Really, it isn’t too difficult to be a reading role model. Find a good book! Read it! As an adult and a parent, when was the last time you treated yourself to a delicious read? Make sure it hasn’t been too long because you deserve to get lost in a good book (whether you do so alone or aloud with your partner), and your child? She deserves to see you do it.
It’s still summer. No better time – make it RULE. Start a Good Book (and then swing by the front porch and let me know what you read. I spend most of my time reading children’s books and am always grateful for excellent adult book recommendations!)
P.S. I’m getting old, and my memory is fading. But, if you want to spend a few more minutes on the front porch, I can tell you a few of the books we’ve tackled in the past, in case you’d like to give it a try, yourself. The thing of it is, you might like to try some of these books – but you’ll see they all come with a story, which makes the whole read-aloud thing so special. It might feel awkward at first, but honestly, it can be a raw, honest experience to be read to and to read to someone whom you love. Go for it!
The first summer we were married, we lived in College Station and owned and shared a small pick up truck that lacked air conditioning. (It also had the locks to the driver’s side door superglued thanks to a feud between the previous owner and a neighbor. On hot days, the key wouldn’t work, so we’d have to get in on the passenger side or through the window a la Dukes of Hazzard style. It was laughable. I wasn’t a librarian back then, but in a way? I was.) We drove that summer from College Station to Corpus Christi, Corpus to Houston, and Houston back to College Station. Even though Harper Lee’s To Kill A Mockingbird was assigned reading in high school, the hubs hadn’t really read it. I was horrified. Boom. Got the job done.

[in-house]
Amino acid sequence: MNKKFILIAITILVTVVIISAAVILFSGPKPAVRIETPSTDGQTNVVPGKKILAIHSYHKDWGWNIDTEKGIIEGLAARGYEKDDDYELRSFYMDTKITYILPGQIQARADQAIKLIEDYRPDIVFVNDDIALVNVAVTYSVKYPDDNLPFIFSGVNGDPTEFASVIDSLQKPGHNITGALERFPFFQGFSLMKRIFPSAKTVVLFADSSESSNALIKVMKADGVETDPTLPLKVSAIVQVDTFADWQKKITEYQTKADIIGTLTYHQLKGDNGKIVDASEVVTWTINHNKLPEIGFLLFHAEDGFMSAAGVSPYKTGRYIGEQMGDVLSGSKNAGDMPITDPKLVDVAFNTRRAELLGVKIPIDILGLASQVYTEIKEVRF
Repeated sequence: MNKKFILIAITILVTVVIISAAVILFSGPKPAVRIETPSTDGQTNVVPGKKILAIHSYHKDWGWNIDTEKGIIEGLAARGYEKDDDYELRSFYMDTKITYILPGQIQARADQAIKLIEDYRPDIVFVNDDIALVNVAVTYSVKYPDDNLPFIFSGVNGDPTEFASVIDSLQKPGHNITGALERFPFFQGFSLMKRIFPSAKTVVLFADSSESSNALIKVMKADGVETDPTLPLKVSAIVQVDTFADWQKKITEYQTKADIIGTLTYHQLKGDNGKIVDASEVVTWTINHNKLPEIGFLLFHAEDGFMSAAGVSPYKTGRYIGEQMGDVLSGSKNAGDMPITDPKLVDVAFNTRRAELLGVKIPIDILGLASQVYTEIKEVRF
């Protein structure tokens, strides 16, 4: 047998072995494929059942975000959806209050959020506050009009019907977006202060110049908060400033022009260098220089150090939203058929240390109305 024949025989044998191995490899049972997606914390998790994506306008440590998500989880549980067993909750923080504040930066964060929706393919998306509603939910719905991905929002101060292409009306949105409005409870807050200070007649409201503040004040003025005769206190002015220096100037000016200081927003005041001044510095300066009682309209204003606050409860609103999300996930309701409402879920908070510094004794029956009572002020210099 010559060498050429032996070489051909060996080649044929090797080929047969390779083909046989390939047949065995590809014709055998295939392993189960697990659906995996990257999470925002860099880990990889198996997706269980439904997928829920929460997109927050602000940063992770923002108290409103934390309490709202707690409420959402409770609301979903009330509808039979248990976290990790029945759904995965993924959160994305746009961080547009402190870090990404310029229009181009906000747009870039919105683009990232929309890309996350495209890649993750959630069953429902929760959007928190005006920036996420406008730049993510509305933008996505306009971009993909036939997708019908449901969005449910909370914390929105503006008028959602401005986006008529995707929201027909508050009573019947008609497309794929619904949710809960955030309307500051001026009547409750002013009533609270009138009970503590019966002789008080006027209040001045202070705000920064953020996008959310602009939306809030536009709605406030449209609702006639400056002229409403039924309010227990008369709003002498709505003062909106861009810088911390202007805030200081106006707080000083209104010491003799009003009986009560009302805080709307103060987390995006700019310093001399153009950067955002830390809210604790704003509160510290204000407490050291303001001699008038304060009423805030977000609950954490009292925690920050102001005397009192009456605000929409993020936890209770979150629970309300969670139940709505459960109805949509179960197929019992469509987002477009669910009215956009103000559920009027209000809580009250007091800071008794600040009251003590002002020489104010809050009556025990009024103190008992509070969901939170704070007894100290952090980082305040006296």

Can’t tell you which summer it was, but we hit the beach in Galveston multiple times. Each drive contained a chapter/story of Winnie the Pooh by A.A. Milne. One of many books that, while appropriate for children, is just as meaningful for adults.
The movie, The Help was being advertised, and the hubs made the comment that we should go see it. I retorted that never, ever, never-ever-ever-ever is the movie better than the book and as such, the book needed to be read first. We librarians are real stick-in-the-mud that way. Ok, he cheerfully agreed – and then he saw the book. His face said “are you kidding?” His actual mouth said a whole lot more than that. We struck a deal: let’s start it, and we’ll just see how we feel. I don’t even know how many weeks later, I finished reading one evening with just a few chapters left. It was a perfect amount for one final night of reading, we agreed. At 3 a.m. when my I’ve-had-two-children-bladder awakened me, I discovered, to my horror, the hubs silently finishing up the last of it. Caught him with his hand in the cookie jar.
During a 7 or 8 hour drive from Asheville to Beaufort, North Carolina we took up our son’s required summer reading, Little Bee by Chris Cleave. I heard that it was a rather heavy piece, and boy, no kidding. We hadn’t quite finished it by the time we arrived, but we were unwilling to stop, so we ordered sandwiches and finished it about one in the morning.
Today, we will have 4 hours to read The Pecan Man by Cassie Dandridge Selleck. There will be a story to accompany the adventure; it remains to be told. The shared experience, however, will be priceless.
Contact me at fplweb (at) frontporchlibrarian dot com